Since 1975, Gallery Delta has maintained an important space in the arena of visual arts in the country.
It has hosted several exhibitions and given exposure to some of Zimbabwe’s renowned artists.
Paintings, drawings, sculptures and multi-dimensional works have been on showcase at several exhibitions that have been held at the prestigious gallery.
Despite the outbreak of Covid-19 pandemic that has crippled many arts activities, Gallery Delta has maintained its presence on the artistic realm through online interactions.
Currently, the gallery is celebrating its 45th anniversary through an exhibition that features works by some of the great art creators who have used Gallery Delta to express their creative prowess.
The online exhibition features paintings, graphics, ceramics and sculptures.
It features the works of Arthur Azevedo, Virginia Chihota, Calvin Chimutuwah, Edsor Colaco, Ruth Dewhurst, Franklyn Dzingai, Lindsay Ford, Junior Fungai, Tapfuma Gutsa, Tafadzwa Gwetai, James Jali, Tapiwa Kamangwana and Lovemore Kambudzi
Also on showcase are amazing works by Helen Lieros, Lillian Magodi, Shepherd Mahufe, Tafadzwa Marekera, Nicky Maringa, Nyasha Marovatsanga, Blessing Matongera, Luis Meque,Webster Mubairenyi, Munyaradzi Mugorosa and Clive Mukucha.
The list is all-embracing and talented stars like Victor Nyakauru, Kate Raath, Greg Shaw, Cosmas Shiridzinomwa, Tawanda Takura, Evans Tinashe, Albert Wachi, Marjorie Wallace, Ishmael Wilfred, Richard Witikani, Tatenda Zangira and Johnson Zuze will also have their works on the virtual display.
It will be a celebration of Gallery Delta’s many years of arts interactions.
Gallery Delta’s formative years were at the then Strachan’s building in Manica Road (now Robert Mugabe Road) from 1975, where under the patronage of Derek Huggins and Helen Lieros, the gallery promoted contemporary paintings, graphics, textiles and ceramics whilst most of the contemporary art scene concentrated on Shona sculpture.
The gallery also served as an alternative venue for changing art exhibitions, multiracial theatre and jazz performances during the tense environment prior to Independence in 1980.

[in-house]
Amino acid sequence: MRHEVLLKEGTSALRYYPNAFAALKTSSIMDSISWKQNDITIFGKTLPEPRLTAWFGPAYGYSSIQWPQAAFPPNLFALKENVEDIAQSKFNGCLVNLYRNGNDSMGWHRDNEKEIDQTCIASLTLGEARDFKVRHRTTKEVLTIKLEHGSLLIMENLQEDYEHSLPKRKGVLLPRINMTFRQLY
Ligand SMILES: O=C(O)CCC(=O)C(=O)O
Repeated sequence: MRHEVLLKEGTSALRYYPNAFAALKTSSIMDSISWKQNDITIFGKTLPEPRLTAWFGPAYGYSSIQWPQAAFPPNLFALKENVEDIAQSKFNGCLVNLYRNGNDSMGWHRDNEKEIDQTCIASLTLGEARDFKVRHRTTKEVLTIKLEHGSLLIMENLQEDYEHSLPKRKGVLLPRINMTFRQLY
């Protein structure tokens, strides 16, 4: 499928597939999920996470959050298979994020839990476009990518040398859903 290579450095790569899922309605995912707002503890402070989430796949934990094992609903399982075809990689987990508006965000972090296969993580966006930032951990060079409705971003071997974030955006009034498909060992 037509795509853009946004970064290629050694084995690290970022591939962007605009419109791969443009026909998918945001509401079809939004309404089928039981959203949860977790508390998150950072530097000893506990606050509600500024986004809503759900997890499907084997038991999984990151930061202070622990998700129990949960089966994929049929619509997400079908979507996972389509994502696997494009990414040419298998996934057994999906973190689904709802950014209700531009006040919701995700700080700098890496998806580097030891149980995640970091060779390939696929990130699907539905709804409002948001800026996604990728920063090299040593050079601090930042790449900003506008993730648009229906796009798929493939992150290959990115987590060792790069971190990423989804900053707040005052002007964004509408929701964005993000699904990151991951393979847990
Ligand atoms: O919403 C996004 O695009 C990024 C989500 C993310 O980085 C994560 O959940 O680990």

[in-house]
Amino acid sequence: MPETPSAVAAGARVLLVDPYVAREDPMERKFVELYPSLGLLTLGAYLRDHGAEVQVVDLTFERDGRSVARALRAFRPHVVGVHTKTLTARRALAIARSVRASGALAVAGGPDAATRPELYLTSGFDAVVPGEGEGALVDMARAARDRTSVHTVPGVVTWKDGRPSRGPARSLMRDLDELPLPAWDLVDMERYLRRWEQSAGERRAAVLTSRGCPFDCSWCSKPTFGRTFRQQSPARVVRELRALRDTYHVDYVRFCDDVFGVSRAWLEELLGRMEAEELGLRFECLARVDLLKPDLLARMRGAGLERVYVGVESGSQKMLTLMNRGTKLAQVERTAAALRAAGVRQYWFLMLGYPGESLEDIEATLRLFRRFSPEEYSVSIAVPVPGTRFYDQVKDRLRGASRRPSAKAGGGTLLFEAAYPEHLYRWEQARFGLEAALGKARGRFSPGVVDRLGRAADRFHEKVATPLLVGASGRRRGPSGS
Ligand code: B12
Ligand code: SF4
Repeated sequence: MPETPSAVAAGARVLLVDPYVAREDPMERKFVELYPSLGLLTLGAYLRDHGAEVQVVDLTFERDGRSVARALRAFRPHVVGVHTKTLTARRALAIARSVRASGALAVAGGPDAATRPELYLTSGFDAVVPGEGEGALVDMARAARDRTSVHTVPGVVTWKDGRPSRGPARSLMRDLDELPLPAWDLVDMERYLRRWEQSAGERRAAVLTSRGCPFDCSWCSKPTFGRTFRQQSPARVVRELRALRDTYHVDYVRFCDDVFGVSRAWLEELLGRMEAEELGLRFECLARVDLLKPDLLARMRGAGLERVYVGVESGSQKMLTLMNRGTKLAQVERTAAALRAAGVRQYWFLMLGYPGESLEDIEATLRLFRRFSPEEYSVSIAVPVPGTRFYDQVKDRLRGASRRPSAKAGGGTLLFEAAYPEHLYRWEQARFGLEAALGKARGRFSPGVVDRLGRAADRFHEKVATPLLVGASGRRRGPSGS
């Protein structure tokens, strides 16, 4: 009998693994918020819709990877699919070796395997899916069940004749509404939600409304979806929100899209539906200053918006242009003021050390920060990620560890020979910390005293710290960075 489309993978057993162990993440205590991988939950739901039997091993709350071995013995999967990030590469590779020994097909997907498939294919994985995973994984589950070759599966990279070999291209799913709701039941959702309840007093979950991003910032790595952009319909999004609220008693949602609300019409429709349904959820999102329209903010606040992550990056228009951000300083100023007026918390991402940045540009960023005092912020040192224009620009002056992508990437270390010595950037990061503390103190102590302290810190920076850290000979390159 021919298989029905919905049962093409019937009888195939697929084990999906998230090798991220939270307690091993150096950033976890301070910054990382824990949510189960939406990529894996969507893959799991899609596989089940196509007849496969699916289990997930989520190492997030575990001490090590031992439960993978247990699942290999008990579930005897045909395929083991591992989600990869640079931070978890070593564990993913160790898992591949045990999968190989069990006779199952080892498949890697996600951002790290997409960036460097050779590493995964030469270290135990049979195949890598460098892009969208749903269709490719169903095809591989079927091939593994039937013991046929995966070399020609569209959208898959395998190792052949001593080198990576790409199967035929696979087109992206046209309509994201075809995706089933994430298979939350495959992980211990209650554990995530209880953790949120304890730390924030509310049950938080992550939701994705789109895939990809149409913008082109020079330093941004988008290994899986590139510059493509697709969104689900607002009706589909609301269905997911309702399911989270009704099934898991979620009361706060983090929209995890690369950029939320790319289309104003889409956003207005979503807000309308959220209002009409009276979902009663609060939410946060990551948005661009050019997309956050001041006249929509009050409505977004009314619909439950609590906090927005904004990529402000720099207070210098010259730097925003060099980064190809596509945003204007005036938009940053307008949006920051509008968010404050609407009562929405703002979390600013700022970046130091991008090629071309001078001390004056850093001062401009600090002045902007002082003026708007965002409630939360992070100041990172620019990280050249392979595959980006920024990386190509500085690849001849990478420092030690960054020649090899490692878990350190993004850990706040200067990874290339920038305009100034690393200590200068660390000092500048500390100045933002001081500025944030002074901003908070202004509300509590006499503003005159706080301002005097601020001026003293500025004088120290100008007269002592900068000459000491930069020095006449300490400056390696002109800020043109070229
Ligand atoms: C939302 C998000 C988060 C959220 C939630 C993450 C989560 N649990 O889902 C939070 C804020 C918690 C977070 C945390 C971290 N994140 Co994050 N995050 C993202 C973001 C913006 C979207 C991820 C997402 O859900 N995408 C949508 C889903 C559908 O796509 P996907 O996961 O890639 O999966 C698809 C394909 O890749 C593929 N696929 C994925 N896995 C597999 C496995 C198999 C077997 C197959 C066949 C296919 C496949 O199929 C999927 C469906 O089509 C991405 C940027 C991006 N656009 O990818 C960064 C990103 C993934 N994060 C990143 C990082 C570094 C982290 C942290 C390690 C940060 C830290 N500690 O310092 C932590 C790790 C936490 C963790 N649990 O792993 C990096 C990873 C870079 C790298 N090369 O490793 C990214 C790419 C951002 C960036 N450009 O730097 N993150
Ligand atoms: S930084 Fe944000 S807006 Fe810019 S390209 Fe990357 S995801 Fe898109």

According to a statement from the gallery, it was a place that witnessed transformation as time evolved and many shared the exhibition of great works.
“The birth of African contemporary painting was very slow, as there were few facilities for serious art study and most African artists were stone sculptors, or wood carvers,” reads part of the statement.
“Slowly, however, the established artists such as Marshall Baron, Robert Paul, Arthur Azevedo, Helen Lieros, Henry Thompson, Thakor Patel, Stephen Williams, Rashid Jogee, Simon Back, Berry Bickle, Richard Jack, Gerry Dixon and others began to be joined by a new generation of African artists at the end of the 1980’s with the encouragement of Christopher Till, the then director of the National Gallery, the BAT workshop and Gallery Delta.
“They included Luis Meque, George Churu and Richard Witikani, in the 1990’s they were joined by Shepherd Mahufe, Hilary Kashiri, Fasoni Sibanda, Ishmael Wilfred, James Jali, Hilary Kashiri and Lovemore Kambudzi, who emerged through the annual ‘Young Artists’ and group exhibitions”
In 1991, Colette Wiles offered the old, dilapidated, and in part derelict house at 110 Livingstone Avenue, which had been the home of her father, the painter Robert Paul, for nearly forty years until his death in 1980, as the new venue for the Gallery Delta.
The house was built in 1894 and lays claim to being one of the oldest surviving buildings in Harare.
Its conservation involved a two-year project, from 1991 to late 1993, to repair and restore it to its original appearance, and to build an adjoining amphitheatre, all of which was undertaken and completed by Gallery Delta with the help of Peter Jackson architect, and many loyal friends and supporters.
In the 1990s the Gallery was hosting many exhibitions and there were many painters emerging which attracted local and foreign collectors and clients.
Through 2000 until today, the gallery continues to promote art through changing exhibitions and to help aspiring artists as far as it is able to do so and to hold music, theatre, and literary events in the amphitheatre.
The gallery has always had a reputation for presenting the best of Zimbabwe’s contemporary painting, so the content is always appealing; the staff is welcoming and the atmosphere within this historic old house that has been so well restored makes for an enjoyable and uplifting experience.